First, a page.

This tutorial explains how to read and interpret the t-Distribution table.

**What is the t-Distribution Table?**

The **t-distribution table **is a table that shows the critical values of the t distribution. To use the t-distribution table, you only need to know three values:

- The degrees of freedom of the t-test
- The number of tails of the t-test (one-tailed or two-tailed)
- The alpha level of the t-test (common choices are 0.01, 0.05, and 0.10)

Here is an example of the t-Distribution table, with the degrees of freedom listed along the left side of the table and the alpha levels listed along the top of the table:

When you conduct a t-test, you can compare the test statistic from the t-test to the critical value from the t-Distribution table. If the test statistic is greater than the critical value found in the table, then you can reject the null hypothesis of the t-test and conclude that the results of the test are statistically significant.

Let’s walk through some examples of how to use the t-Distribution table.

**Examples of How to Use the t-Distribution Table**

The following examples explain how to use the t-Distribution table in several different scenarios.

**Example #1: One-tailed t-test for a mean**

A researcher recruits 20 subjects for a study and conducts a one-tailed t-test for a mean using an alpha level of 0.05.

**Question:** Once she conducts her one-tailed t-test and obtains a test statistic *t*, what critical value should she compare *t *to?

**Answer: **For a t-test with one sample, the degrees of freedom is equal to *n-1*, which is 20-1 = 19 in this case. The problem also tells us that she is conducting a one-tailed test and that she is using an alpha level of 0.05, so the corresponding critical value in the t-distribution table is **1.729**.

**Example #2: Two-tailed t-test for a mean**

A researcher recruits 18 subjects for a study and conducts a two-tailed t-test for a mean using an alpha level of 0.10.

**Question:** Once she conducts her two-tailed t-test and obtains a test statistic *t*, what critical value should she compare *t *to?

**Answer: **For a t-test with one sample, the degrees of freedom is equal to *n-1*, which is 18-1 = 17 in this case. The problem also tells us that she is conducting a two-tailed test and that she is using an alpha level of 0.10, so the corresponding critical value in the t-distribution table is **1.74**.

**Example #3: Determining the critical value**

A researcher conducts a two-tailed t-test for a mean using a sample size of 14 and an alpha level of 0.05.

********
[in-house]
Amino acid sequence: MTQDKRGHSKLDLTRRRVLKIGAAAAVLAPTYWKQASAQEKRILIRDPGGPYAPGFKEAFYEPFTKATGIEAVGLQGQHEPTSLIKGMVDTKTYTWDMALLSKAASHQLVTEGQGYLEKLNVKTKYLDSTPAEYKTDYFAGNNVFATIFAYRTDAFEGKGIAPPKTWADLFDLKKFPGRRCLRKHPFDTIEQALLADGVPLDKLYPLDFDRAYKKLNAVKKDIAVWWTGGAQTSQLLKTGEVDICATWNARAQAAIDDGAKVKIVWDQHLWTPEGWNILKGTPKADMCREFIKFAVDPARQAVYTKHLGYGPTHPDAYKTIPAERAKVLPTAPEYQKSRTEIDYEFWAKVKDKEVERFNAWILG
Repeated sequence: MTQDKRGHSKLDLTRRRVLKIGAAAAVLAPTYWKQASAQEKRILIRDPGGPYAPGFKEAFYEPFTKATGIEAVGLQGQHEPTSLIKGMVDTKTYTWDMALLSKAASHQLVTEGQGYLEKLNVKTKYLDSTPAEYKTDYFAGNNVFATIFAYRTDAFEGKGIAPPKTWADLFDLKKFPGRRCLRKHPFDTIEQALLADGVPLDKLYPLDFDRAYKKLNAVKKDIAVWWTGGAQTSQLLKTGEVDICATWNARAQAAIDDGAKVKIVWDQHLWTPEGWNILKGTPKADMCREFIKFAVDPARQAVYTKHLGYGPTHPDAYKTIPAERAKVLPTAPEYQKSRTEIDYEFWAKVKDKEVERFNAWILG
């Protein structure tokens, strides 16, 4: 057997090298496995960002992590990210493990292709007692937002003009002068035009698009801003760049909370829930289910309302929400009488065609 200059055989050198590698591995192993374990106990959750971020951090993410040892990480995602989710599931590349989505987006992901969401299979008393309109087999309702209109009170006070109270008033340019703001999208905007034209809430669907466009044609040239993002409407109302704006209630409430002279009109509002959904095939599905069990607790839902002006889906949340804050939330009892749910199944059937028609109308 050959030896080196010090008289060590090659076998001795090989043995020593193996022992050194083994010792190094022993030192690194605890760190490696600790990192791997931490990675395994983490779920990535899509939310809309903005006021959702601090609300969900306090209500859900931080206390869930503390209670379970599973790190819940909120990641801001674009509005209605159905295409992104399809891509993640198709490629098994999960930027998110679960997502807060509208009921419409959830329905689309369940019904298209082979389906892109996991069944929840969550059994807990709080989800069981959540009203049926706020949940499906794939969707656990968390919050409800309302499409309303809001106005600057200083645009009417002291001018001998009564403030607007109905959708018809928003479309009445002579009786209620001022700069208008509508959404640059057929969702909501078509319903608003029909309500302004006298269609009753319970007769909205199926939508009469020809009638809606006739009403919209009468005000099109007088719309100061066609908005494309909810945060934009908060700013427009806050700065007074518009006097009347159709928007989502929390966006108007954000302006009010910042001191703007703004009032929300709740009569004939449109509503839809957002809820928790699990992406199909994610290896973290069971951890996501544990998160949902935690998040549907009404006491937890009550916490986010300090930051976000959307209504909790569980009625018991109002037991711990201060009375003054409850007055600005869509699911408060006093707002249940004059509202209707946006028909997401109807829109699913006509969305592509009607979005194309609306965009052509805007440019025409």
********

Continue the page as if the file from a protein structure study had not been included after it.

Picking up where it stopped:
**Question:** What would the absolute value of her test statistic *t *need to be in order for her to reject the null hypothesis?

**Answer: **For a t-test with one sample, the degrees of freedom is equal to *n-1*, which is 14-1 = 13 in this case. The problem also tells us that she is conducting a two-tailed test and that she is using an alpha level of 0.05, so the corresponding critical value in the t-distribution table is **2.16**. This means that she can reject the null hypothesis if the test statistic *t *is less than -2.16 or greater than 2.16.

**Example #4: Comparing a critical value to a test statistic**

A researcher conducts a right-tailed t-test for a mean using a sample size of 19 and an alpha level of 0.10.

**Question:** The test statistic *t *turns out to be 1.48. Can she reject the null hypothesis?

**Answer: **For a t-test with one sample, the degrees of freedom is equal to *n-1*, which is 19-1 = 18 in this case. The problem also tells us that she is conducting a right-tailed test (which is a one-tailed test) and that she is using an alpha level of 0.10, so the corresponding critical value in the t-distribution table is **1.33**. Since her test statistic *t *is greater than 1.33, she can reject the null hypothesis.

**Should You Use the t Table or the z Table?**

One problem that students frequently encounter is determining if they should use the t-distribution table or the z table to find the critical values for a particular problem. If you’re stuck on this decision, you can use the following flow chart to determine which table you should use:

**Additional Resources**

For a complete list of critical value tables, including a binomial distribution table, a chi-square distribution table, a z-table, and more, check out this page.